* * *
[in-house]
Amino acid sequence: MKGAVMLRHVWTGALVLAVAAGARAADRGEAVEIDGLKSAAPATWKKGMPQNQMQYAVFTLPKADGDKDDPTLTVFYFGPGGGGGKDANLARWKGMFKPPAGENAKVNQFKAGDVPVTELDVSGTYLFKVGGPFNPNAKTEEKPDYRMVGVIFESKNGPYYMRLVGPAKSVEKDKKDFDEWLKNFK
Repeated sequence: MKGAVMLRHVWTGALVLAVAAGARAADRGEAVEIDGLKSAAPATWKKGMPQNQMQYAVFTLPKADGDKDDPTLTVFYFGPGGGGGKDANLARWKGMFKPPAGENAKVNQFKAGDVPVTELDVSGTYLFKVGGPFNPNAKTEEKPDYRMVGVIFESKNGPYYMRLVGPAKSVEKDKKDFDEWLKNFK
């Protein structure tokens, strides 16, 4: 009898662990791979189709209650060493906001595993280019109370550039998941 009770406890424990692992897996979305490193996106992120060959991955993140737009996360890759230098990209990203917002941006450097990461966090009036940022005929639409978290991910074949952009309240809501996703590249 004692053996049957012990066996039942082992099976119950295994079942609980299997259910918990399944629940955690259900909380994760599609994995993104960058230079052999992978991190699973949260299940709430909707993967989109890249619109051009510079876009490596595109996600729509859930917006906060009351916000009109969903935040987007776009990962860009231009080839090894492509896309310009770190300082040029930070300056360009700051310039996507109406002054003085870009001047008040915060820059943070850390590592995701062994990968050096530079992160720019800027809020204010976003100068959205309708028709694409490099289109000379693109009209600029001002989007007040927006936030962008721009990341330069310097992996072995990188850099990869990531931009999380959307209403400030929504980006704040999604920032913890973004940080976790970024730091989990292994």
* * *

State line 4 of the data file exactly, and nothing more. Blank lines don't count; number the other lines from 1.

């Protein structure tokens, strides 16, 4: 009898662990791979189709209650060493906001595993280019109370550039998941 009770406890424990692992897996979305490193996106992120060959991955993140737009996360890759230098990209990203917002941006450097990461966090009036940022005929639409978290991910074949952009309240809501996703590249 004692053996049957012990066996039942082992099976119950295994079942609980299997259910918990399944629940955690259900909380994760599609994995993104960058230079052999992978991190699973949260299940709430909707993967989109890249619109051009510079876009490596595109996600729509859930917006906060009351916000009109969903935040987007776009990962860009231009080839090894492509896309310009770190300082040029930070300056360009700051310039996507109406002054003085870009001047008040915060820059943070850390590592995701062994990968050096530079992160720019800027809020204010976003100068959205309708028709694409490099289109000379693109009209600029001002989007007040927006936030962008721009990341330069310097992996072995990188850099990869990531931009999380959307209403400030929504980006704040999604920032913890973004940080976790970024730091989990292994």